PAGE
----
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Tales From Christmas In Harlem

Tales From Christmas In Harlem

First of all, Merry Christmas to you all.

In the weeks leading up to Jesus’s birth, it’s pretty much impossible to avoid all the Christmas music. It’s nonstop — the radio, blaring out of department store speakers, even seeping out the headphones of fellow commuters. Rappers aren’t ones to miss out – especially not Kanye West. Three years ago he released, “Christmas in Harlem,” a song I am now declaring the official Christmas jingle of New York. Kanye is from Chicago, though, and doesn’t quite give us the inside scoop on what Christmas is like in upper Manhattan. For more insight, we’ve taken to the streets to find out how native New Yorkers spend Christmas in Harlem. Here’s to soaking it all in. Happy holidaze.

Christmas in Harlem Flowers

Antoine Ashe, Maitre D’ at Sylvia’s

Years in Harlem: 23

For me, Christmas is all about the carols. I used to be in the Boys Club of Harlem, it was tradition, and Christmastime we learnt a lot of carols and had a lot of performances. I probably know every Christmas song ever. And I ain’t gonna lie, I was spoiled, no, fortunate on Christmas. Christmas time for me meant new coats, sneakers, and the latest game. 

Christmas in Harlem People

Stu, employee at Black Star Video

Years in Harlem: 40

Back in the day, even though we were poor, your mom and your dad always made sure to have the lights up and have a present to open on Christmas day. Whether or not they had the money, they made sure. You used to see lights everywhere. These days you don’t see that. People ain’t spending money on that, especially in Harlem. It don’t feel like Christmas here. In the homes yes, but not outside. If you want the real Christmas spirit you need to go downtown. The energy is different. We can’t spend like that.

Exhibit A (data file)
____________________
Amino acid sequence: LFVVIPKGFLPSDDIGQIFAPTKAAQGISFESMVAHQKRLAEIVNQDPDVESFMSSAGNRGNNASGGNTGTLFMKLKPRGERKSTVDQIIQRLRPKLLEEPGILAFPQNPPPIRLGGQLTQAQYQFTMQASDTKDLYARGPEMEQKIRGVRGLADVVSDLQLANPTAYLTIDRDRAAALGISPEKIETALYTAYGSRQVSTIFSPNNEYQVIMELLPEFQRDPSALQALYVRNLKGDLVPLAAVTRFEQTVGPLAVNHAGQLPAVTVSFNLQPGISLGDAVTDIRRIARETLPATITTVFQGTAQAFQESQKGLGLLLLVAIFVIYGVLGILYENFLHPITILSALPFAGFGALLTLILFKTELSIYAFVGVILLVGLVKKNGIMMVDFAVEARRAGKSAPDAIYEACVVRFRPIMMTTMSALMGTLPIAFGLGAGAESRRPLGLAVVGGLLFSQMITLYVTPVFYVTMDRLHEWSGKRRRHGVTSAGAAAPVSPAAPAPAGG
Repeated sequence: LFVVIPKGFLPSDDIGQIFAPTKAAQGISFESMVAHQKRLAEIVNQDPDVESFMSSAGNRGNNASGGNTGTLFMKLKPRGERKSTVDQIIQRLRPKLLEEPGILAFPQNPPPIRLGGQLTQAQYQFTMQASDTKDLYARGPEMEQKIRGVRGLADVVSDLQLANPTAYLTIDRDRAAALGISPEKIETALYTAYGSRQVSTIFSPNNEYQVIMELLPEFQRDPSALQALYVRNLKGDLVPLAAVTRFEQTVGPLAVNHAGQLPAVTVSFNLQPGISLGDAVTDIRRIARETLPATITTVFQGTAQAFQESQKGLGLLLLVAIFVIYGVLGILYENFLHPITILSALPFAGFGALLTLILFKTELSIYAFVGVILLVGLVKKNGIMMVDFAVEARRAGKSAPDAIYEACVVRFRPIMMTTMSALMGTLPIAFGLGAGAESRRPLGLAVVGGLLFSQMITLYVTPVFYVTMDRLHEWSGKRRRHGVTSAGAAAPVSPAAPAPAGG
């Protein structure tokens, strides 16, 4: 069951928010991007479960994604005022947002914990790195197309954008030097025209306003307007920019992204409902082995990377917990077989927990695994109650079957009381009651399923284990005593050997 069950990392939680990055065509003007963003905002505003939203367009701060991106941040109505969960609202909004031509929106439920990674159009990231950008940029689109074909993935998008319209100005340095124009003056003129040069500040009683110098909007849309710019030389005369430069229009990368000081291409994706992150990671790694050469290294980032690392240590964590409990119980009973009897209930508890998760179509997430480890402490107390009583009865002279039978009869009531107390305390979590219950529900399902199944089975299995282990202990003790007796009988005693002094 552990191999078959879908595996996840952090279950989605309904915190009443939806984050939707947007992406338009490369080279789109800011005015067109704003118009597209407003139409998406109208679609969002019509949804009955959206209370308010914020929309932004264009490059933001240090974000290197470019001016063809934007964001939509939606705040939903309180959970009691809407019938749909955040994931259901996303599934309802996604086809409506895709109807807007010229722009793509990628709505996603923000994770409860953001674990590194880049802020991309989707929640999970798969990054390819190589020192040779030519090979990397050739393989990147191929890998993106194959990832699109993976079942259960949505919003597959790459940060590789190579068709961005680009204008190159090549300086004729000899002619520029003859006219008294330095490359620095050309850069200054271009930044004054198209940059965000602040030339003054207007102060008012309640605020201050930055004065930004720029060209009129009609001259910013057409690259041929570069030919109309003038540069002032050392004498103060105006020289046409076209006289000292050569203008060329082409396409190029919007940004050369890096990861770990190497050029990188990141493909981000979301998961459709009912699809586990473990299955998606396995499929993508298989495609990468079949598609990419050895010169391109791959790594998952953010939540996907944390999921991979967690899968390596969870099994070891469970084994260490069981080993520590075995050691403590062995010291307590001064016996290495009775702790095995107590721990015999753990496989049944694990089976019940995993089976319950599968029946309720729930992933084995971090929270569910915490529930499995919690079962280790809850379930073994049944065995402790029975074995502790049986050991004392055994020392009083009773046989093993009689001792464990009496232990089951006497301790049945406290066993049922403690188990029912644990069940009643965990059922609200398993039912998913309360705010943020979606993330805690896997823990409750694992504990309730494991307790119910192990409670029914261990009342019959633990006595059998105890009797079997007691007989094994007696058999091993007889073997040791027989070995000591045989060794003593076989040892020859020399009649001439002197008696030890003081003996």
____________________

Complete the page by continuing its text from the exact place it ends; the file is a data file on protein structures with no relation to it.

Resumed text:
Daniel Ramirez

Years in Harlem: 20

Christmas for me is Jesus Christ. It’s special because the family gets together and I have the opportunity to explain what Christmas is. Christmas is navidad. I sit on the patio on 128th between Lenox and 7th, gather all the children, family, and friends around me and I explain Christmas.

Christmas in Harlem rooster

Olivia and Anthony, volunteers at Schomburg Center for Research in Black Culture

Years in Harlem: Over 65

Olivia: I spend Christmas with family. Wherever I go I take Christmas with me. I shop, celebrate…family, church. It’s about my family, my kids, my grandchildren. 

Anthony: It’s the same as anywhere else. But now I think a lot about them pushing property taxes really high trying to kick Black folks out. Columbia’s taking over, too, and it’s putting a lot of people out of business. A lot of new stores are coming in that are not for people of the neighborhood. 

Shawn D, “Hospitarian” at Manna’s Restaurant

Years in Harlem: 43

I remember playing in the snow with my brothers on Christmas and getting my first bike. There was snow on the ground and I was trying to get traction, but I couldn’t. I got married on Christmas. That’s the day she wanted to get married. During the holiday time people are more friendly. They say ‘Thank you,’ [and] speak more, help you out more, say ‘Happy holidays.’ But after that, they go back to being people in Harlem. After that, it’s all over.  

Christmas in Harlem

Chelsea and Lance, employees at Grandma’s Place 

Years in Harlem: Over 21

Chelsea: I’m 21 and he’s lived here longer than me. There is my grandma’s store that she opened nine years ago. She was a teacher and wanted to bring books to the neighborhood, so she opened a toy store hoping that they’ll come in and see the books too.

Lance: I remember, when I was little, I had the habit of taking toys apart. I got a little Mickey Mouse watch for Christmas and I remember waking up early and taking it apart. I was able to put it back together, but with four parts missing and I thought my dad wouldn’t find out. He found out. 

C: I remember sledding down the stairs at Mount Morris Park. They were so steep and it was really dangerous and scary, but it was fun.

L: When you’re little, everything is scary, but you gotta try it.    

Photography by Lucas Farrar/Far Fetched